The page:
The second chapter of the book is the core of the work, where what constitutes the originality of McGrath’s proposal is developed at length. The author asserts that beholding the world through the particular framework of Christian tradition involves the faculty of imagination. The human sensorium is too limited to provide an unencumbered vision of reality, and one has to rely on a much wider imaginarium to transcend the limits of a purely naturalistic vision of the world. To engage in such a new way of seeing the natural world, a way that corresponds to its true nature, is the result of a kind of metanoia, which the author describes in a romantic-evangelical manner: “Our eyes are healed; a veil is removed; the scales fall from our eyes”. It is no wonder that the central reference here is to the thought and writings of C.S. Lewis, on whom McGrath is a specialist. Nevertheless, Augustine’s or Bede’s expressions of “the mind’s eye” or “the eye of the heart” are also called upon to exemplify the illumination process that is supposed to result from this radical change in perspective. However, McGrath insists on the necessity of the Church as an “interpretive community”, playing a critical regulatory role through Scripture and sacraments. Christian natural theology is seen as a means for the Church to address both internal and external audiences: it may develop and enrich the faith of believers, as well as offer an apologetic defence and commendation of the Christian faith. The last part of this chapter deals with a doctrine of creation in a Trinitarian setting, as opposed to the deistic or theistic approaches characteristic of the classical Anglican natural theologies, from Newton to Paley. Although this is admittedly not the core of the argument, a more developed treatment of the question would have been interesting. It is quite strange for instance that the strongly affirmed Trinitarian position of the author can dispense with any explicit mention (here or anywhere else in the book) of the Father, the Son, and the Holy Spirit. The next three chapters, though quite logically inserted within the development of the argument, may also be read independently of each other.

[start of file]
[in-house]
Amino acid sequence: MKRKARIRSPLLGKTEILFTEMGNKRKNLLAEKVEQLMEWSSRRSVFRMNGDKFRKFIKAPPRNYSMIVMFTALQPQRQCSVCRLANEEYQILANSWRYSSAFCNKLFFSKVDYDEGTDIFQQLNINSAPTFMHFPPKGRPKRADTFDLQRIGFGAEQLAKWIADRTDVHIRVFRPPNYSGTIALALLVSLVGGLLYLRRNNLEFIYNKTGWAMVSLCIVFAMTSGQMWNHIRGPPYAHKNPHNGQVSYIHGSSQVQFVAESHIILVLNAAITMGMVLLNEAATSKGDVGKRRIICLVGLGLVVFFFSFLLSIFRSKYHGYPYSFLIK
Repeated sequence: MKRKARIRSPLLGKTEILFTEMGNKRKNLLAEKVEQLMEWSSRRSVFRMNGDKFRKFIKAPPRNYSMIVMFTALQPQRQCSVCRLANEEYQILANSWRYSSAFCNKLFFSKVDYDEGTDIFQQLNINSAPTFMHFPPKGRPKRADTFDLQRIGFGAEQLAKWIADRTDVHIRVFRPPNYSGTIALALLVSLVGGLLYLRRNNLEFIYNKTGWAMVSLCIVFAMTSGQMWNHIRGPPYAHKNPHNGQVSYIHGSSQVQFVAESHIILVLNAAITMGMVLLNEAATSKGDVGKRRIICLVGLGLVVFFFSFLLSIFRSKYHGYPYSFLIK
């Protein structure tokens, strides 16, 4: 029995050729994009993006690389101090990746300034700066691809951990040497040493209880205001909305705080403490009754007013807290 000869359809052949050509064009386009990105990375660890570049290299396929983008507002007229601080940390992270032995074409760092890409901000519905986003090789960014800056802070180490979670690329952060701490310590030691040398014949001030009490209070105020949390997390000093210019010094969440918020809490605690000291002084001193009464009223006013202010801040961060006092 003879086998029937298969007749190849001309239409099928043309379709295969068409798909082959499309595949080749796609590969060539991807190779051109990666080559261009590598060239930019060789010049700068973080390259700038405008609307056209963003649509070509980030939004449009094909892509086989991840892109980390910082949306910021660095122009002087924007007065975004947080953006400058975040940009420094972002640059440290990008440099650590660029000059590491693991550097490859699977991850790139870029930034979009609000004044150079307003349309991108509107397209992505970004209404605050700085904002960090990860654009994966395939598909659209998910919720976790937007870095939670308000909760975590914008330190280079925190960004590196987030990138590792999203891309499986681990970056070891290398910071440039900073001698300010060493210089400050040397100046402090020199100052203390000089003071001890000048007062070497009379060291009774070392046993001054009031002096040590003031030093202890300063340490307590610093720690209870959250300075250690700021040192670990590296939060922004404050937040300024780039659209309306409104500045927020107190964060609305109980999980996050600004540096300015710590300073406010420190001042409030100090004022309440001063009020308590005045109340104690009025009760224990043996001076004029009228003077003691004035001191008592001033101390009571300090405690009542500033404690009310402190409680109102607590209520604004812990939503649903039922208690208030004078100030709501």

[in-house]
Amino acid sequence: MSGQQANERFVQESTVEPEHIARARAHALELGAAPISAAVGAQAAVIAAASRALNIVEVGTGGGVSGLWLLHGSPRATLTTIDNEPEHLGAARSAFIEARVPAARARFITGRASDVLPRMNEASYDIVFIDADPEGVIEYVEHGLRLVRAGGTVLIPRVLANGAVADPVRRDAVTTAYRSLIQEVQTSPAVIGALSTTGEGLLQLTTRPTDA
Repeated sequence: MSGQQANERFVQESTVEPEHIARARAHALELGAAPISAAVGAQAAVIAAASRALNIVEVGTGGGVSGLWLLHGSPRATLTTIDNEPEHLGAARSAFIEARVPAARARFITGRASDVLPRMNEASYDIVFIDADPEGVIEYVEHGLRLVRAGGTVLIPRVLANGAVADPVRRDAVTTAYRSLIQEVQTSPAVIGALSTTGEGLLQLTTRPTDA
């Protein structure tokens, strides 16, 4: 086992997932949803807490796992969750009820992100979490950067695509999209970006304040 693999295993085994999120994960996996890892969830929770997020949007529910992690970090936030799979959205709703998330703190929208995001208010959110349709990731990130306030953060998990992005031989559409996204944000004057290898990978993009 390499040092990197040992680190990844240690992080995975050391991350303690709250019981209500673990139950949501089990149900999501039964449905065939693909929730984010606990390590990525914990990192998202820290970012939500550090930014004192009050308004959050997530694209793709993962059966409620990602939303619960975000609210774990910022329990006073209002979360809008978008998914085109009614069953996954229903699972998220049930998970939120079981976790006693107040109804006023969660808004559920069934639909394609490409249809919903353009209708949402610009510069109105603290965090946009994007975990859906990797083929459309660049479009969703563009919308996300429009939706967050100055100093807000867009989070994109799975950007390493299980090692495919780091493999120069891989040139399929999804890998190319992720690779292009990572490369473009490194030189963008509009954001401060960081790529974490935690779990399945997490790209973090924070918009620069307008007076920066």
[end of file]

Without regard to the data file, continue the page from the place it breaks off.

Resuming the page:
Chapter three starts with a discussion of theology – and natural theology as well – as result of a habitus of the mind and imagination. One has to recognize that nature by itself is fundamentally ambiguous, from both a moral and an aesthetic point of view; the existence of violence and evil has been used over and over as a powerful argument against the idea of a benevolent God. This ambiguity may be resolved, in part, by the device of “framing”: focussing on certain aspects of a given reality provides a “mental map” that may help to accommodate the world and our experiences of it. For instance, a frequently used metaphorical way of seeing nature in the context of natural theologies is to compare it with a text, the so-called “book of nature”. However, the reading of any text is necessarily framed by the hermeneutical context in which it takes place. In the case of Christian natural theology, this “paratext” is provided by the Christian scriptures and tradition. Nature may also be seen as an image, and as a sign: these two metaphors are discussed in a similar way.